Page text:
Preparing for Surgery, I Search for a New Mantra
I like the saying, “It’s always darkest before the dawn,” but I think it’s overused. We should come up with other phrases that mean the same thing so that the idea doesn’t become too cliché.
People can pick whatever words they prefer, based on their own situation. All that matters is that the original meaning remains intact so that folks can hang on when things get tough.
I’ve written before about how I’ve always viewed myself as a fighter, partly because of the boxing gloves I was given when I was younger. Those gloves are now symbolic — when life hands me a blow, I know I need to fight back to survive.
Sometimes, a single hard punch can feel like several. The same is true for the problems in our lives. This is because a big problem can be multifaceted, and one must approach it from multiple angles.
I was dealt a multangular blow around Thanksgiving last year, when I was told I needed surgery for the first time in almost 30 years. I already had been taking a beating since last summer from extreme pain in my lower left side that was so severe it drove me crazy. All I could do was focus on the pain and on breathing. It briefly went away, but then returned with a vengeance, forcing me to get a CT scan.
After studying the results, my urologist said that my right kidney is “chock full” of kidney stones. Another fairly large stone in my other kidney also caused it to swell up. This, in turn, was causing most of the pain and agony on my left side.
Fun times, right?
The urologist was fairly certain I could pass the stone on my left side on my own. To my relief, that’s exactly what I did a couple days later, releasing me from my prison of pain. Yet although I may have been out of prison, I wasn’t entirely free from my shackles — I still had the kidney stones in my right kidney. There wasn’t going to be an easy fix for that.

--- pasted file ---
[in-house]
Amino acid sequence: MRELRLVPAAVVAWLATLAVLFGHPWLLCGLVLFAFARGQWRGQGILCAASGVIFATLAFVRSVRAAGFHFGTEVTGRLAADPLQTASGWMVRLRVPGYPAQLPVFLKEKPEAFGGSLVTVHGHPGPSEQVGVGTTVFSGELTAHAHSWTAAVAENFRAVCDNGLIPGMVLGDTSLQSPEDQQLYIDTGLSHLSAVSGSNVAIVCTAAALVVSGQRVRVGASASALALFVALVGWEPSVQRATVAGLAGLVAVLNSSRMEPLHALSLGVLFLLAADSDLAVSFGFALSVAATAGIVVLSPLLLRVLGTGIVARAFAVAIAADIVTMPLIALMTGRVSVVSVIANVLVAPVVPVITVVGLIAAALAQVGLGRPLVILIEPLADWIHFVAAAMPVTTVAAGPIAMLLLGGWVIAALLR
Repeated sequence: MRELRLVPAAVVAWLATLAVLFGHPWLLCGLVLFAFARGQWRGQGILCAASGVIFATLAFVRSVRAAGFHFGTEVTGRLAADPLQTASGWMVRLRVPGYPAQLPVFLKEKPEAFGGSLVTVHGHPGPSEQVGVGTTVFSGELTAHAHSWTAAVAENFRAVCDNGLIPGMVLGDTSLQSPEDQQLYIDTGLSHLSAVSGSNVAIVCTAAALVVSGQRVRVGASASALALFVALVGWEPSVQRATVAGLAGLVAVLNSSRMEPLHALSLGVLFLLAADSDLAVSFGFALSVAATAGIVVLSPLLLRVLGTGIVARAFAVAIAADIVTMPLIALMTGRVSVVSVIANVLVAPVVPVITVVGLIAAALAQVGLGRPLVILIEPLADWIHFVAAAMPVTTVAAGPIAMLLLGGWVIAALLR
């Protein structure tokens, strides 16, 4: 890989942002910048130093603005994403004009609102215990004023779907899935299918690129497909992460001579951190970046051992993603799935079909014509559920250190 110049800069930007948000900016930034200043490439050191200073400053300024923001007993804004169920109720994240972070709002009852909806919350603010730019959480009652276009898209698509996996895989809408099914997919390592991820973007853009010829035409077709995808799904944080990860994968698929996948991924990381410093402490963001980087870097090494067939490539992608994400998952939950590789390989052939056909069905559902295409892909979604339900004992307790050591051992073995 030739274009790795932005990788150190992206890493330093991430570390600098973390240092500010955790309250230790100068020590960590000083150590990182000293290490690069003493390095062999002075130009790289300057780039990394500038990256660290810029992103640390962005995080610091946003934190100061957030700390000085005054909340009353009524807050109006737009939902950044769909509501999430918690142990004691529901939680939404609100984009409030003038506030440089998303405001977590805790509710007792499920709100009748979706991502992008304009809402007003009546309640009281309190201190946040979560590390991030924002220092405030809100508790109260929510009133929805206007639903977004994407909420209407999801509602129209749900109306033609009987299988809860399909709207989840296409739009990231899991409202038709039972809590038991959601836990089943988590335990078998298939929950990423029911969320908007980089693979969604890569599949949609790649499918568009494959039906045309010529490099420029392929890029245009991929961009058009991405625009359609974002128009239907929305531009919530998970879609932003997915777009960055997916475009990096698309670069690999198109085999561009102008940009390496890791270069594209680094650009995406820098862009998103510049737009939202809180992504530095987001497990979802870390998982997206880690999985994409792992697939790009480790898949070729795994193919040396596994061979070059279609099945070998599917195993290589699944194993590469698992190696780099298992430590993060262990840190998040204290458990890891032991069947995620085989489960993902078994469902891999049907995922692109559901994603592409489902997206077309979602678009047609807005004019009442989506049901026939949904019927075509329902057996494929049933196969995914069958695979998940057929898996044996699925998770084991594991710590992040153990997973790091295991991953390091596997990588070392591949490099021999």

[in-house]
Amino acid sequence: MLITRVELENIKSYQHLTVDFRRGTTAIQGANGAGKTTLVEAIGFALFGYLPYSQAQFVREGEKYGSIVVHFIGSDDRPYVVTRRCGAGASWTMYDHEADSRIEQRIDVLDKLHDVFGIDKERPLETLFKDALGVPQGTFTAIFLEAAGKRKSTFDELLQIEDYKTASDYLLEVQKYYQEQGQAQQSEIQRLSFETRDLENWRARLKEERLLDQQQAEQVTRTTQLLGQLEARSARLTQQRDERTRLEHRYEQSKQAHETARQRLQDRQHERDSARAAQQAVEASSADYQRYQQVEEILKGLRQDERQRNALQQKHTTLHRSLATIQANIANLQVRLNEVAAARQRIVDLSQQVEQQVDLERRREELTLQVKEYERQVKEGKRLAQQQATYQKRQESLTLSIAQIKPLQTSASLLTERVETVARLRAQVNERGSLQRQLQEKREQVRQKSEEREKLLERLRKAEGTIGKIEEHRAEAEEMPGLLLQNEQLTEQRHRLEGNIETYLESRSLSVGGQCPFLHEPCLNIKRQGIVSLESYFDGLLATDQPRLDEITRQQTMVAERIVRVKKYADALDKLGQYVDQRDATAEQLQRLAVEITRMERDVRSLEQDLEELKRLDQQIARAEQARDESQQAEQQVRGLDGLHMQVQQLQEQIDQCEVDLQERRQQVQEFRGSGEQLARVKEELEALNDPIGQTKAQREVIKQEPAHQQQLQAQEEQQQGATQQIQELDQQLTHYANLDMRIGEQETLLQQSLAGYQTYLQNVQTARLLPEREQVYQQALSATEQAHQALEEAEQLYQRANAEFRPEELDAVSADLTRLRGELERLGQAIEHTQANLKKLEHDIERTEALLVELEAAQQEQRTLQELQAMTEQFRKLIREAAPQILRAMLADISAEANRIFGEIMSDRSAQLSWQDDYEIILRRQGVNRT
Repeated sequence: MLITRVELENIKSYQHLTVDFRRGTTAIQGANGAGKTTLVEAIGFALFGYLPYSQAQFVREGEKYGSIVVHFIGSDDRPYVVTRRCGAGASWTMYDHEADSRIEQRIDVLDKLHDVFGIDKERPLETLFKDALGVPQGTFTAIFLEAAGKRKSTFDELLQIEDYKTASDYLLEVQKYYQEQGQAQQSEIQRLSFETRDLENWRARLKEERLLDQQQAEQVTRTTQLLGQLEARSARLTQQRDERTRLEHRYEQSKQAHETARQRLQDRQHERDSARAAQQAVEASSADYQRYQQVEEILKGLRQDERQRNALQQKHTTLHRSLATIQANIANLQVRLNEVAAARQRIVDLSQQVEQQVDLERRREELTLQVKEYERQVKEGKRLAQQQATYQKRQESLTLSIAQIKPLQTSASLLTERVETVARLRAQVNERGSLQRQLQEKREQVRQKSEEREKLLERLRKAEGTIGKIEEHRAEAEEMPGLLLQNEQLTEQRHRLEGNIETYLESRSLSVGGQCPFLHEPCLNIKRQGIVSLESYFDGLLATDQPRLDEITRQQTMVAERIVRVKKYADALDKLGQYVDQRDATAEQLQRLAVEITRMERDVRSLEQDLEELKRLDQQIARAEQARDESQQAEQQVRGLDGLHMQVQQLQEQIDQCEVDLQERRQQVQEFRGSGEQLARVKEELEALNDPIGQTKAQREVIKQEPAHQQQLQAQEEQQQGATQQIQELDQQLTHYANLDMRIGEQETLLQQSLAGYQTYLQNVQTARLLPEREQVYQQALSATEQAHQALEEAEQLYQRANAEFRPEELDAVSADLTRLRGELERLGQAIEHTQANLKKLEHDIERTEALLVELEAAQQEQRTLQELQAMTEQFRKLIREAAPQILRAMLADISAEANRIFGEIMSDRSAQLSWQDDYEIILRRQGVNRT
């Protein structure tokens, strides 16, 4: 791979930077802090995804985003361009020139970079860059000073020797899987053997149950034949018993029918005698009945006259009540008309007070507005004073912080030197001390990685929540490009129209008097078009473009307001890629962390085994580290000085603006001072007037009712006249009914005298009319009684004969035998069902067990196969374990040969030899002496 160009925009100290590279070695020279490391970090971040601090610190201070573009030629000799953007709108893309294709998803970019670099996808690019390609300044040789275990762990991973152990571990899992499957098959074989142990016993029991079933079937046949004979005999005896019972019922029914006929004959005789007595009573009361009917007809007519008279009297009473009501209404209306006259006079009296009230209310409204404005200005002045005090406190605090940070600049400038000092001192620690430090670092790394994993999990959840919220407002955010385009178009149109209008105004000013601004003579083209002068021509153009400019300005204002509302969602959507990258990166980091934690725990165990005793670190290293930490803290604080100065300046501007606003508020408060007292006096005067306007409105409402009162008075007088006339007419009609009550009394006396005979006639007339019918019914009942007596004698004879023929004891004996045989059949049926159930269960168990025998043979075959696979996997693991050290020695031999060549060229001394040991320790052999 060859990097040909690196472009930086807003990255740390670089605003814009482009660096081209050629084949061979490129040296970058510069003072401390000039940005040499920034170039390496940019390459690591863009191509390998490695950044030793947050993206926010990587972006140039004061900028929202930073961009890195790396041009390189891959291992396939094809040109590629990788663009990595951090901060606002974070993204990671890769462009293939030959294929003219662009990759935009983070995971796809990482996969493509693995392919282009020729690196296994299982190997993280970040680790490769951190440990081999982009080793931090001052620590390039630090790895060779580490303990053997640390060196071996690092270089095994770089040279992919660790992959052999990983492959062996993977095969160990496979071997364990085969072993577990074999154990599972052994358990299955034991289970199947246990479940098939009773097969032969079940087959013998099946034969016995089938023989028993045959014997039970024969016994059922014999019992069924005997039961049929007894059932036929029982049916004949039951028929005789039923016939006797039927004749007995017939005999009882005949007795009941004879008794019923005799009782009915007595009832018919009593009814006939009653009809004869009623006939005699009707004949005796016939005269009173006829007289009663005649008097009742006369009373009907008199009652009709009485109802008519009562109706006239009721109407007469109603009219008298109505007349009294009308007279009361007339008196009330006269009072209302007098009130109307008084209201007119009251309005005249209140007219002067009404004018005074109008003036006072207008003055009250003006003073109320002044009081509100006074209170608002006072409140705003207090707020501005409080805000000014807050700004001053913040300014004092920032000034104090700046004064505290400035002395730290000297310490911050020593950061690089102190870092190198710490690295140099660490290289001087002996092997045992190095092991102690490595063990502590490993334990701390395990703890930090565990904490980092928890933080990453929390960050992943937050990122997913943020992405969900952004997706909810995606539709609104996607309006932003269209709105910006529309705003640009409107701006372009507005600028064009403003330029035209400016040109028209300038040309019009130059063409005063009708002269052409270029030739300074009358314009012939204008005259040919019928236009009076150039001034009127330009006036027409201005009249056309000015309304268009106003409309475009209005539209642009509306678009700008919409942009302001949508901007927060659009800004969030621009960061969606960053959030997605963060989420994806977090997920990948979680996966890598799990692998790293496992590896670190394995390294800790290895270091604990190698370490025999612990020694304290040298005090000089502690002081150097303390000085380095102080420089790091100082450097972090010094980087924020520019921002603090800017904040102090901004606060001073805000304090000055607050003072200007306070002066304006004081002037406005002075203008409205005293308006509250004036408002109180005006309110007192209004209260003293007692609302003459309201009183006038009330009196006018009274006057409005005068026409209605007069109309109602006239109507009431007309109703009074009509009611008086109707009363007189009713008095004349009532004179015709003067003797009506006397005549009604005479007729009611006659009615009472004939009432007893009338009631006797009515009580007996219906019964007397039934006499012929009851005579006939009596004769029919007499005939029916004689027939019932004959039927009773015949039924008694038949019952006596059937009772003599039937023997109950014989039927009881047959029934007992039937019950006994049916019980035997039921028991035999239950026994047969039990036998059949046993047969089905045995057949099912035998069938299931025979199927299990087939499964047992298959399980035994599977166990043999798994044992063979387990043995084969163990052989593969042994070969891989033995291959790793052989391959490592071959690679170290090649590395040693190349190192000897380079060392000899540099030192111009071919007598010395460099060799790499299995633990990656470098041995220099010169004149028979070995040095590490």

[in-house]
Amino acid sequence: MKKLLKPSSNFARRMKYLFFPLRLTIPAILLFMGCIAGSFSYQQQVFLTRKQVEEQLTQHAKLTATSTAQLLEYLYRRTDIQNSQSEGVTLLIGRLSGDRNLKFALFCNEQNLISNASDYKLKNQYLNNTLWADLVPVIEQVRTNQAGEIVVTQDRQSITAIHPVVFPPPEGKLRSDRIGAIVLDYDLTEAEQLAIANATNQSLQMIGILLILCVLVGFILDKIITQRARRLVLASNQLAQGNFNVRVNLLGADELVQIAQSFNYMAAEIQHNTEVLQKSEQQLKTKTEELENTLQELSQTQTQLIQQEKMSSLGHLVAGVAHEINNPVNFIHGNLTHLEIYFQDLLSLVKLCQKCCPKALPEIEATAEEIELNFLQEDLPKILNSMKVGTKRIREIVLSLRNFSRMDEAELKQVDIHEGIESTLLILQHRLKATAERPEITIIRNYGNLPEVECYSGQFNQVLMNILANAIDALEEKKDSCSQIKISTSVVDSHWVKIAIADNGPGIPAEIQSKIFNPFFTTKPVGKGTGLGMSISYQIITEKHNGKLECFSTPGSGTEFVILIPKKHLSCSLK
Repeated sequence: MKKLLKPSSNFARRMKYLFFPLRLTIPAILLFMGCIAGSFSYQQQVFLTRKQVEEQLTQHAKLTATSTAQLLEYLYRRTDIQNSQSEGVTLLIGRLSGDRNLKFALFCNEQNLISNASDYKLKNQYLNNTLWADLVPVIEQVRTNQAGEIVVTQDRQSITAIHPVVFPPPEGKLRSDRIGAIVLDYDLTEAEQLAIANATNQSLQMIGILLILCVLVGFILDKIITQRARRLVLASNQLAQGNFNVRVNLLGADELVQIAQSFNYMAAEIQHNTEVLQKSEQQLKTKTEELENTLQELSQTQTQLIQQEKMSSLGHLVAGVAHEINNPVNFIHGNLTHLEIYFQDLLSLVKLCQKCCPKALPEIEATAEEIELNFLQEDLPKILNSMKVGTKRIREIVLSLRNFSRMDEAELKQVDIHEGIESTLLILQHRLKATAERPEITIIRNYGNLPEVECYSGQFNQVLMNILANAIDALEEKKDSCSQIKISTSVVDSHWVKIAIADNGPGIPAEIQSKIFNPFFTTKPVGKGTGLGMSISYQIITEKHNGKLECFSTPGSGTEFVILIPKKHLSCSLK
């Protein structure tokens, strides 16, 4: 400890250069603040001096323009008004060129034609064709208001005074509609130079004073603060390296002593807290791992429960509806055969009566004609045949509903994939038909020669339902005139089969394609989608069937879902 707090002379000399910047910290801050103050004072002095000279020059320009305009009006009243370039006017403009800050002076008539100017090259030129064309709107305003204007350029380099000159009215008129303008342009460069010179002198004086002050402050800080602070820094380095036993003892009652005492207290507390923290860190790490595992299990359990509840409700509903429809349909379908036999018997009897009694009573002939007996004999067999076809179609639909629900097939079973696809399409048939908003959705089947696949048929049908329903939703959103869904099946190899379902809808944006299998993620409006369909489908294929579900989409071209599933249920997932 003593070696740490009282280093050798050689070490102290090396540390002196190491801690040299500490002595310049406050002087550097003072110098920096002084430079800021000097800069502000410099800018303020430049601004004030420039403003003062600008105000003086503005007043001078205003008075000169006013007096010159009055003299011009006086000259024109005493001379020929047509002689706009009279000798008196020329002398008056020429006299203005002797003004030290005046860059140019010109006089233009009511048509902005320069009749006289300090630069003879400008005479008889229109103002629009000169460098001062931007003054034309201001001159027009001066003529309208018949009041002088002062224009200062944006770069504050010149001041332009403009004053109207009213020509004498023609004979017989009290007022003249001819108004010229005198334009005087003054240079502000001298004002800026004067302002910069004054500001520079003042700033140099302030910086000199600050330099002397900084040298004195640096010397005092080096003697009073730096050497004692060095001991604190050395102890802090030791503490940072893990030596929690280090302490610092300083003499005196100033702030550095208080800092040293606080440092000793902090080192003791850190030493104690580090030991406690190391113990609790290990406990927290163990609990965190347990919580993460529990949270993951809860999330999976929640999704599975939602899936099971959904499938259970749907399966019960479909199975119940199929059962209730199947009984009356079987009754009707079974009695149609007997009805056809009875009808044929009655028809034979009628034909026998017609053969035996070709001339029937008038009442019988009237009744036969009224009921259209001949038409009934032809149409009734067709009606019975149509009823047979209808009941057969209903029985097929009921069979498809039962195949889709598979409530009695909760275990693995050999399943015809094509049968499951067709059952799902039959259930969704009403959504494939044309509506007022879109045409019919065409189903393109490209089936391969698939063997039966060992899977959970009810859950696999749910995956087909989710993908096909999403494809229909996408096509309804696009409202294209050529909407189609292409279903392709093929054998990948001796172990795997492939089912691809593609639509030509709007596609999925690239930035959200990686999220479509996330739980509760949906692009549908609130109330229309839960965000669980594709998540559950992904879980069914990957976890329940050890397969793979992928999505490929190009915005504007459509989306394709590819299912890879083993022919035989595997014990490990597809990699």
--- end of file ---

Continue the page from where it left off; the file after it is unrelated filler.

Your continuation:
The punch in the gut was that I needed a surgery called percutaneous nephrolithotomy. With this procedure, doctors plan to blast the kidney stones into dust through a small opening in my back. And while this may seem like a video game, it’s not to me. I have several things to consider, including:
Punch 1: It’s an overnight surgery. I have been extremely blessed to have avoided the hospital since 2006. Not many people with SMA can say that. What makes it scary for me is that being hospitalized has been such a rarity.
Punch 2: I’ll have to lie on my stomach during surgery. I haven’t been in this position in at least 25 years. Before my surgery, my nurses and physical therapist will need to figure out the best way to flip me over without stressing my breathing.
Punch 3: No date for the surgery has been set yet, partly because of omicron. While I’m not currently in any immediate danger, if the problem continues, I’ll risk losing a kidney, which is reason enough for alarm! Hopefully, I’ll have a date soon, likely around April.
All of these blows bring me back to how I want to update the phrase I mentioned at the start of the column. I want to use one of my favorite lines from one of my favorite movies, “Rocky IV.” In the movie, Rocky says, “Going in one more round when you don’t think you can, that’s what makes all the difference in your life.”
This line helps me to have faith that better things await me on the other side of surgery.
Fellow SMA columnist Sherry Toh quoted a similar line from a different show: “Don’t quit before the miracle happens.”
What quirky phrase will you use to get to a better place after battle? Please share in the comments below.
Note: SMA News Today is strictly a news and information website about the disease. It does not provide medical advice, diagnosis, or treatment. This content is not intended to be a substitute for professional medical advice, diagnosis, or treatment. Always seek the advice of your physician or other qualified health provider with any questions you may have regarding a medical condition. Never disregard professional medical advice or delay in seeking it because of something you have read on this website. The opinions expressed in this column are not those of SMA News Today, or its parent company, BioNews, and are intended to spark discussion about issues pertaining to spinal muscular atrophy.